The Spring/Break Art Show is the surly new kid on the block and everyone involved could not be more excited. Now in its third year, this rough little gem of a fair is organized by Ambre Kelly and Andrew Gori in what was once an old school house in NoLita. This is in fact the name of the venue: Old School. The charm of the location was left completely intact as hardly anything has changed when you look around. Equipped with the same bathroom stalls you can remember being stuffed into, dusty chalkboards waiting for you to write your sorry excuse for an answer in front of the class, and that lovely patchwork of worn linoleum squeaking under your feet, Old School isn’t short memories for anyone who went to elementary school somewhere in the United States.
The art that inhabits these spaces fits the theme as well. It is curated by a group of independent curators who each have their own space, giving each former classroom it’s own distinct style and feel. The artists are of the younger generation for the most part, pumping out ambitious work that still feels slightly less polished, and teems with that obvious creative excitement that young hands seem to have in ample supply.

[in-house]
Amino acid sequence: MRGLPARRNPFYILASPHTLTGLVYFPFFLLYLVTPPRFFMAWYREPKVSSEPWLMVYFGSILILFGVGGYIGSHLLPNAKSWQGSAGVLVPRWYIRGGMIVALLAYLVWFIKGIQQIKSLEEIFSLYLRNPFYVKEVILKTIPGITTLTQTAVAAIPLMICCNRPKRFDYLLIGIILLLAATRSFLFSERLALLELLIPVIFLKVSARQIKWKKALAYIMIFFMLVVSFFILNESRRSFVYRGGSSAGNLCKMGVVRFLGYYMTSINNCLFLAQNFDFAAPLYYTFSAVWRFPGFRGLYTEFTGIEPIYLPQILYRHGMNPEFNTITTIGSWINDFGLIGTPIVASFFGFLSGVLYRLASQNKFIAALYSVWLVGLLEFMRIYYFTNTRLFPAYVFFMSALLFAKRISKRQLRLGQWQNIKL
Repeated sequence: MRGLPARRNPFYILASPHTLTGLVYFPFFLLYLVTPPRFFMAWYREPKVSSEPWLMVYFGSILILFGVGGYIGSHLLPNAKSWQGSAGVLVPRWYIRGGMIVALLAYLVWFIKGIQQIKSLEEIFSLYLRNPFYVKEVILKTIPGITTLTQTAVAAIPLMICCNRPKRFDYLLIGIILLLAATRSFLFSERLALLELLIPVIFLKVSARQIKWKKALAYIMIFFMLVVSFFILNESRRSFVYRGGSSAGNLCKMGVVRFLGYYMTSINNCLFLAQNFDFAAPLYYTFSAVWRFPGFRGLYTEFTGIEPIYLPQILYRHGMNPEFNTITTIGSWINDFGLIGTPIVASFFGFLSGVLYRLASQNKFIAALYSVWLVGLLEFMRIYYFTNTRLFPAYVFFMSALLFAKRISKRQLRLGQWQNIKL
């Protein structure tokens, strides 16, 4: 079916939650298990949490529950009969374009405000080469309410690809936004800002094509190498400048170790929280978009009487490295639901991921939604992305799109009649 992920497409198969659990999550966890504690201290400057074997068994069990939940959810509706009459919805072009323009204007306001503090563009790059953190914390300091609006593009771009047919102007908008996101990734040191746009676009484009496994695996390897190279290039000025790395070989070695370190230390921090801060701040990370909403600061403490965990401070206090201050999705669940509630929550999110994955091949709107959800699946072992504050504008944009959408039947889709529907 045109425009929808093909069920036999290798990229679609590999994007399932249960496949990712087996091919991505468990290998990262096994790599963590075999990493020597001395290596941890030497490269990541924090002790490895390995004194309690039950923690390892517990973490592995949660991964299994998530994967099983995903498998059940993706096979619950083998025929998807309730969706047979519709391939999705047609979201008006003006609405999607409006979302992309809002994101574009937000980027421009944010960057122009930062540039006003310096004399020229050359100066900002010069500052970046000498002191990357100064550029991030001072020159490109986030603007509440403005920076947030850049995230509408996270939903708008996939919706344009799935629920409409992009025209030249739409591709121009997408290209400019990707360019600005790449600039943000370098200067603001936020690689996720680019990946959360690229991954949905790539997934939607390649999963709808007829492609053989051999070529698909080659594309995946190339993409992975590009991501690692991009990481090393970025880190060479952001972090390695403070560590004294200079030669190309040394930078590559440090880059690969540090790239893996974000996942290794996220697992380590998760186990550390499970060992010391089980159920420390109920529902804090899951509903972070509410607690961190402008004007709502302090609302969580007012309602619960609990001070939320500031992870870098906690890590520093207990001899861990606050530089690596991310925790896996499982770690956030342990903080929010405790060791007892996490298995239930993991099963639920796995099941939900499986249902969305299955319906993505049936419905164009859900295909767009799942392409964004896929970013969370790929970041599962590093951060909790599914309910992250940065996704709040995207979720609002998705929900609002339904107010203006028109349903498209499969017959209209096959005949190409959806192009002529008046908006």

This isn’t to say that this fair leaves anything to be desired. If you look around on opening night, you see smiling faces sharing laughs, making connections, and congratulating one another on putting together a great show. The pretension and thick, stuffy air that can be found wafting through most any other fair is nowhere to be found at Spring/Break. I think the artists and curators alike do their best to keep it that way.
It should go without saying that the experience is not to be missed. You may never get another chance to rumble through classic movie make-out scenes in a custom painted VW bug, to make a wish on a sumptuous wishing pelt, or hang with a sculpture made out of actual human bones. Go back to grade school before it’s too late.
The following images are a selection of some of our favorite works to be seen throughout the exhibition. We won’t tell you who they were made by. You have to go to Spring/Break to find out.
By Matthew Hassell